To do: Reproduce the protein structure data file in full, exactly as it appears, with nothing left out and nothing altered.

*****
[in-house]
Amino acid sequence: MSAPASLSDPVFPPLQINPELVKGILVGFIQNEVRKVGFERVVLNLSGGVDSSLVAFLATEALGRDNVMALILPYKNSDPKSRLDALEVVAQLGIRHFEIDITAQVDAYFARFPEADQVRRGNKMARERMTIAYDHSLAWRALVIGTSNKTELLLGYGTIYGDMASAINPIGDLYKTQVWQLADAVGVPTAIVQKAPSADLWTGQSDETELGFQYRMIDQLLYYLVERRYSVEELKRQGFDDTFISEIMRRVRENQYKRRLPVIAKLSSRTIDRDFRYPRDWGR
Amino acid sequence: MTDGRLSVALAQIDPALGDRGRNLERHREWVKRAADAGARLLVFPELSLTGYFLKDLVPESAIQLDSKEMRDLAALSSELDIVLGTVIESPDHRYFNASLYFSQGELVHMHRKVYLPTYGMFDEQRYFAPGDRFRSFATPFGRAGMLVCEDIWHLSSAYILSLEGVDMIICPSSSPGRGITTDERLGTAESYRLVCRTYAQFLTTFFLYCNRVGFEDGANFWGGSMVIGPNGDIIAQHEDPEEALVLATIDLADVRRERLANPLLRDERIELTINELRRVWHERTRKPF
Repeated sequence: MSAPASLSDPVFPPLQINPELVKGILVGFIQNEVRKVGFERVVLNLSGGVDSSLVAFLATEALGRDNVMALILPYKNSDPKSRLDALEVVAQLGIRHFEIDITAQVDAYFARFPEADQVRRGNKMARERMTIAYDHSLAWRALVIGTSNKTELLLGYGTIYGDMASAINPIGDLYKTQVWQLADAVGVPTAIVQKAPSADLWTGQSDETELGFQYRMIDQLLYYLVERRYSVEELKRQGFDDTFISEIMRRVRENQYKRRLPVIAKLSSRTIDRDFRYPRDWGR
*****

[in-house]
Amino acid sequence: MSAPASLSDPVFPPLQINPELVKGILVGFIQNEVRKVGFERVVLNLSGGVDSSLVAFLATEALGRDNVMALILPYKNSDPKSRLDALEVVAQLGIRHFEIDITAQVDAYFARFPEADQVRRGNKMARERMTIAYDHSLAWRALVIGTSNKTELLLGYGTIYGDMASAINPIGDLYKTQVWQLADAVGVPTAIVQKAPSADLWTGQSDETELGFQYRMIDQLLYYLVERRYSVEELKRQGFDDTFISEIMRRVRENQYKRRLPVIAKLSSRTIDRDFRYPRDWGR
Amino acid sequence: MTDGRLSVALAQIDPALGDRGRNLERHREWVKRAADAGARLLVFPELSLTGYFLKDLVPESAIQLDSKEMRDLAALSSELDIVLGTVIESPDHRYFNASLYFSQGELVHMHRKVYLPTYGMFDEQRYFAPGDRFRSFATPFGRAGMLVCEDIWHLSSAYILSLEGVDMIICPSSSPGRGITTDERLGTAESYRLVCRTYAQFLTTFFLYCNRVGFEDGANFWGGSMVIGPNGDIIAQHEDPEEALVLATIDLADVRRERLANPLLRDERIELTINELRRVWHERTRKPF
Repeated sequence: MSAPASLSDPVFPPLQINPELVKGILVGFIQNEVRKVGFERVVLNLSGGVDSSLVAFLATEALGRDNVMALILPYKNSDPKSRLDALEVVAQLGIRHFEIDITAQVDAYFARFPEADQVRRGNKMARERMTIAYDHSLAWRALVIGTSNKTELLLGYGTIYGDMASAINPIGDLYKTQVWQLADAVGVPTAIVQKAPSADLWTGQSDETELGFQYRMIDQLLYYLVERRYSVEELKRQGFDDTFISEIMRRVRENQYKRRLPVIAKLSSRTIDRDFRYPRDWGR